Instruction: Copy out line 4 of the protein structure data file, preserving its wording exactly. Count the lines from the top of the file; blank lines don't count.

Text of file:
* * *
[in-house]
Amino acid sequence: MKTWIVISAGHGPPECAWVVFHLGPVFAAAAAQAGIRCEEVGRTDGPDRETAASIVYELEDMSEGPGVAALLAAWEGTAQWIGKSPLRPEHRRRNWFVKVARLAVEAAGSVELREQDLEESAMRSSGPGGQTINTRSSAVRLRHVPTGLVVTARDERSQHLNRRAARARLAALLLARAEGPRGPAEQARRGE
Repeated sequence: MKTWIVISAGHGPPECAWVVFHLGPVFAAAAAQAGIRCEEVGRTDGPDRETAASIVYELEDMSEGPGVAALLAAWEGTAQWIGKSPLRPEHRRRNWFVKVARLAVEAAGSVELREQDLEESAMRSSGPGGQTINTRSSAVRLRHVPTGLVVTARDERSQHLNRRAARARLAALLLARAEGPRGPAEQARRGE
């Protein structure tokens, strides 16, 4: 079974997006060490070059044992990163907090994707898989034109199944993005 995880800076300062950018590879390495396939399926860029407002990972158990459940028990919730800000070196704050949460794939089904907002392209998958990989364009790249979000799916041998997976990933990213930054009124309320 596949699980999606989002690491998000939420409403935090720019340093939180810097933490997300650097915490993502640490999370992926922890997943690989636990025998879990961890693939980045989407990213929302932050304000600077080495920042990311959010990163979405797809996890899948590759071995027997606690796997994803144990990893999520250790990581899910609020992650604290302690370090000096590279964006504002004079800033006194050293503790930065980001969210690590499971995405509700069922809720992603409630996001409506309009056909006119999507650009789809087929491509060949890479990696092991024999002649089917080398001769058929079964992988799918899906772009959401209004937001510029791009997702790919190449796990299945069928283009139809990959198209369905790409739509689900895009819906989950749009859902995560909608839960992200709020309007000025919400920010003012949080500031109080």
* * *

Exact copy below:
């Protein structure tokens, strides 16, 4: 079974997006060490070059044992990163907090994707898989034109199944993005 995880800076300062950018590879390495396939399926860029407002990972158990459940028990919730800000070196704050949460794939089904907002392209998958990989364009790249979000799916041998997976990933990213930054009124309320 596949699980999606989002690491998000939420409403935090720019340093939180810097933490997300650097915490993502640490999370992926922890997943690989636990025998879990961890693939980045989407990213929302932050304000600077080495920042990311959010990163979405797809996890899948590759071995027997606690796997994803144990990893999520250790990581899910609020992650604290302690370090000096590279964006504002004079800033006194050293503790930065980001969210690590499971995405509700069922809720992603409630996001409506309009056909006119999507650009789809087929491509060949890479990696092991024999002649089917080398001769058929079964992988799918899906772009959401209004937001510029791009997702790919190449796990299945069928283009139809990959198209369905790409739509689900895009819906989950749009859902995560909608839960992200709020309007000025919400920010003012949080500031109080």